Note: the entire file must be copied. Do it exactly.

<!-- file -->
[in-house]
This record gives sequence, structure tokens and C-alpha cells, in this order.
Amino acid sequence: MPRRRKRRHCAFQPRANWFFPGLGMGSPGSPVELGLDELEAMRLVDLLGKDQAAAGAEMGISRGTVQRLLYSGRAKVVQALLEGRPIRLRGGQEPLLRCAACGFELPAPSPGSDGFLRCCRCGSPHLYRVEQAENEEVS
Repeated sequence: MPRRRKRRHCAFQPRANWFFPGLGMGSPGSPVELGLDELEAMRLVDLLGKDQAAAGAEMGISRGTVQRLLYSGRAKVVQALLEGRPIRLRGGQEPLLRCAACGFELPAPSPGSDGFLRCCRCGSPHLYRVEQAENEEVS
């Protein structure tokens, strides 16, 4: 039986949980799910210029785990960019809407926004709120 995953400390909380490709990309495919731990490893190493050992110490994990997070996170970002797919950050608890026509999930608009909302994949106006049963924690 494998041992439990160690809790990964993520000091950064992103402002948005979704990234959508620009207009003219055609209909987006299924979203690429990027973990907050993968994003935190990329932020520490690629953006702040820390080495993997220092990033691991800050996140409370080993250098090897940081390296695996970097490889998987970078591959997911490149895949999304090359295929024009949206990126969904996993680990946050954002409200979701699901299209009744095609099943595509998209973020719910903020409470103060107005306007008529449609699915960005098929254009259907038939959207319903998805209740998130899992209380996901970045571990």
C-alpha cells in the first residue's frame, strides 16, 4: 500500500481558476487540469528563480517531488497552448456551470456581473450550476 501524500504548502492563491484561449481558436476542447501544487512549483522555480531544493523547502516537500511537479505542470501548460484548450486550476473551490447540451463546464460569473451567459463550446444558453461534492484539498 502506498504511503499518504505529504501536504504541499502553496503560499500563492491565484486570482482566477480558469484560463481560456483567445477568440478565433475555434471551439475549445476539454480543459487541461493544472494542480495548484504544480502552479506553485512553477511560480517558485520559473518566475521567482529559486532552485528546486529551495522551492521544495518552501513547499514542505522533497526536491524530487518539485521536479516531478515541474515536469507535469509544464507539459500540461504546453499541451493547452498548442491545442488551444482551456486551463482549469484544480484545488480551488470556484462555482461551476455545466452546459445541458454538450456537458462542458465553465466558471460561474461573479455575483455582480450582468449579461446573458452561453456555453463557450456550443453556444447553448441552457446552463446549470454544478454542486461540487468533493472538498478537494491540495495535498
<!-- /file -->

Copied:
[in-house]
This record gives sequence, structure tokens and C-alpha cells, in this order.
Amino acid sequence: MPRRRKRRHCAFQPRANWFFPGLGMGSPGSPVELGLDELEAMRLVDLLGKDQAAAGAEMGISRGTVQRLLYSGRAKVVQALLEGRPIRLRGGQEPLLRCAACGFELPAPSPGSDGFLRCCRCGSPHLYRVEQAENEEVS
Repeated sequence: MPRRRKRRHCAFQPRANWFFPGLGMGSPGSPVELGLDELEAMRLVDLLGKDQAAAGAEMGISRGTVQRLLYSGRAKVVQALLEGRPIRLRGGQEPLLRCAACGFELPAPSPGSDGFLRCCRCGSPHLYRVEQAENEEVS
């Protein structure tokens, strides 16, 4: 039986949980799910210029785990960019809407926004709120 995953400390909380490709990309495919731990490893190493050992110490994990997070996170970002797919950050608890026509999930608009909302994949106006049963924690 494998041992439990160690809790990964993520000091950064992103402002948005979704990234959508620009207009003219055609209909987006299924979203690429990027973990907050993968994003935190990329932020520490690629953006702040820390080495993997220092990033691991800050996140409370080993250098090897940081390296695996970097490889998987970078591959997911490149895949999304090359295929024009949206990126969904996993680990946050954002409200979701699901299209009744095609099943595509998209973020719910903020409470103060107005306007008529449609699915960005098929254009259907038939959207319903998805209740998130899992209380996901970045571990």
C-alpha cells in the first residue's frame, strides 16, 4: 500500500481558476487540469528563480517531488497552448456551470456581473450550476 501524500504548502492563491484561449481558436476542447501544487512549483522555480531544493523547502516537500511537479505542470501548460484548450486550476473551490447540451463546464460569473451567459463550446444558453461534492484539498 502506498504511503499518504505529504501536504504541499502553496503560499500563492491565484486570482482566477480558469484560463481560456483567445477568440478565433475555434471551439475549445476539454480543459487541461493544472494542480495548484504544480502552479506553485512553477511560480517558485520559473518566475521567482529559486532552485528546486529551495522551492521544495518552501513547499514542505522533497526536491524530487518539485521536479516531478515541474515536469507535469509544464507539459500540461504546453499541451493547452498548442491545442488551444482551456486551463482549469484544480484545488480551488470556484462555482461551476455545466452546459445541458454538450456537458462542458465553465466558471460561474461573479455575483455582480450582468449579461446573458452561453456555453463557450456550443453556444447553448441552457446552463446549470454544478454542486461540487468533493472538498478537494491540495495535498